The majority (88%) of U.S. employees are stressed or worried on some level about their personal financial situation, according to a new survey by Workplace Options.

More than half (55%) of respondents said their level of stress had reached either moderate (27%) or significant (28%) levels – up from 48% who reported the same a year ago.

Despite these findings, only 425 of respondents said their employer offered support or benefit programs designed to help employees with money matters.

“Beyond of marriage and personal relationships, money has been most Americans’ leading source of stress for decades,” said Dean Debnam, CEO of global employee well-being company Workplace Options. “The fact that most people are worried about their financial situation is nothing new, but the growing number reporting higher stress levels due to money concerns is definitely alarming.”

Read: 45% of Canadians have a low level of financial wellness: survey

More than two-thirds (68%) of respondents said they use time during the workday to deal with personal financial matters, up from 59% in 2015. And the percentage of respondents who have taken time off work to deal with a personal financial situation, or the stress that comes with it, has risen from 36% in 2015 to 51% in 2016.

Some 69% of respondents said their financial situation is on their mind multiple times per week, with 44% saying it’s a daily cause for concern.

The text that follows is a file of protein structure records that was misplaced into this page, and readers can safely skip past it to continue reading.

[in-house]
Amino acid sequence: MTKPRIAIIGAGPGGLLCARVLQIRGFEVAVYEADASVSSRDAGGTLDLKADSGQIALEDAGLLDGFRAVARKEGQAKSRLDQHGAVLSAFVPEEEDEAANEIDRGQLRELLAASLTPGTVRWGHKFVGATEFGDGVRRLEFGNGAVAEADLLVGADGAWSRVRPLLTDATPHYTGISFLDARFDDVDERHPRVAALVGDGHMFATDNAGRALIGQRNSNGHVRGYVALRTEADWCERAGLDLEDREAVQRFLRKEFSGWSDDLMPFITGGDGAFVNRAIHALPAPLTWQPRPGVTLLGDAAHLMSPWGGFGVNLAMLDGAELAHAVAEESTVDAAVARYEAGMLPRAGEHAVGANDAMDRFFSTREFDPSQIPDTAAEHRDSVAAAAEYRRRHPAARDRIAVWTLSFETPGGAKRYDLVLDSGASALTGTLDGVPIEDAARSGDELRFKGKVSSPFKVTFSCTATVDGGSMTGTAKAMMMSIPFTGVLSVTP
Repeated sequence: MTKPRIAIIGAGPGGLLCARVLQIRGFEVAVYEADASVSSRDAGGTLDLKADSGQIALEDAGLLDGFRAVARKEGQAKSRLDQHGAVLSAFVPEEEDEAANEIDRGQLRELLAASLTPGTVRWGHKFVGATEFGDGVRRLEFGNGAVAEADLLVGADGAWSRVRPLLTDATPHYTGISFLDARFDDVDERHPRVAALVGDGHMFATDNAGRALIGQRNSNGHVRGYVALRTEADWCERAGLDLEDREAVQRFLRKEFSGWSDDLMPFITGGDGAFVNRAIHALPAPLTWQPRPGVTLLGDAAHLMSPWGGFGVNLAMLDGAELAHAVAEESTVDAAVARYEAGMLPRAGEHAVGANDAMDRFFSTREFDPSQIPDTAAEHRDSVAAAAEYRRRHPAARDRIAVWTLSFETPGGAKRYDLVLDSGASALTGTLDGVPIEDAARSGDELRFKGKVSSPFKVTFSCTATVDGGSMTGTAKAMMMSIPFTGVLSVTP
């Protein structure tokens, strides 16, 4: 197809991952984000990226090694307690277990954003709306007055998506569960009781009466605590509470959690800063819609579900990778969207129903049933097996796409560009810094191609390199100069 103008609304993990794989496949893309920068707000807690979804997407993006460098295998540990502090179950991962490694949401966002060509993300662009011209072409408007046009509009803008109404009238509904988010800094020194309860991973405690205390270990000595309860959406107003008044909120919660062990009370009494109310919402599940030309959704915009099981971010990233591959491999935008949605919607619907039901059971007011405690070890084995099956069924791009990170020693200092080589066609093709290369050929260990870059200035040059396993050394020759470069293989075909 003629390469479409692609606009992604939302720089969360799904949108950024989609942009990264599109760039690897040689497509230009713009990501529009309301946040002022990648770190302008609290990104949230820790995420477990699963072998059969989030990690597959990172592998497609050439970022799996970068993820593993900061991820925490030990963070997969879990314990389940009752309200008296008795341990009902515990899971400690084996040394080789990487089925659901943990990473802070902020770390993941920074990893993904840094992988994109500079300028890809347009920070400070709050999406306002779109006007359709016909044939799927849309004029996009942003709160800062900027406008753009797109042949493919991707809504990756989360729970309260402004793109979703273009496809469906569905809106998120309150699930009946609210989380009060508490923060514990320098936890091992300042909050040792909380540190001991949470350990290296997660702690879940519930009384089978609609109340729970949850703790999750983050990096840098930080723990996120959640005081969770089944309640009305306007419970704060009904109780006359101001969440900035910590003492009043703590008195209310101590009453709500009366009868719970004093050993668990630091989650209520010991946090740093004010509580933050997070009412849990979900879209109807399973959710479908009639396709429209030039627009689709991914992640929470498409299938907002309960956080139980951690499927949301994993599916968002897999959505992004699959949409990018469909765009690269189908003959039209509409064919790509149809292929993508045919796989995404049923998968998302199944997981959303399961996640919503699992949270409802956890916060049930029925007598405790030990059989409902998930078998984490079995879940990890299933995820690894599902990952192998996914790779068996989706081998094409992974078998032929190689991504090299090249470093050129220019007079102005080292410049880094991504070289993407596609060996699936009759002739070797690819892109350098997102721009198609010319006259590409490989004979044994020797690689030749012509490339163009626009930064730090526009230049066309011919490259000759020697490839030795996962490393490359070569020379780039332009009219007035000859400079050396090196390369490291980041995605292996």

“When any variable begins to impact employee productivity, performance or attendance, the business community will take notice,” said Debnam. “I think that’s why you’re seeing the concept of financial education or financial support for employees gaining traction with large and mid-sized employers.”

Read: ACPM launches retirement literacy website

Read: Employee Financial Well-Being to launch online pilot program

The survey also found:

  • 40% of respondents have spoken to a professional for assistance with their financial situation or the stress that accompanied it.
  • Men and women reported the exact same levels of elevated stress due to financial concerns – 55% of each group indicated they were moderately or significantly worried.
  • Men (54%) were slightly more likely than women (48%) to report missing work because of personal financial matters.
  • Men (73%) were also slightly more likely than women (66%) to take time off during the work day to address their personal finance issues.
  • Younger workers (age 18 to 45) reported the highest amounts of money-related stress – 64% said they are moderately or significantly worried about their financial situation compared to 48% from other age groups.
  • But these younger workers were also less likely to have sought out professional assistance for their financial or stress issues – 37% compared to 44% among other age groups.

Read: More Canadians saving for retirement than Americans: survey

Copyright © 2019 Transcontinental Media G.P. Originally published on benefitscanada.com

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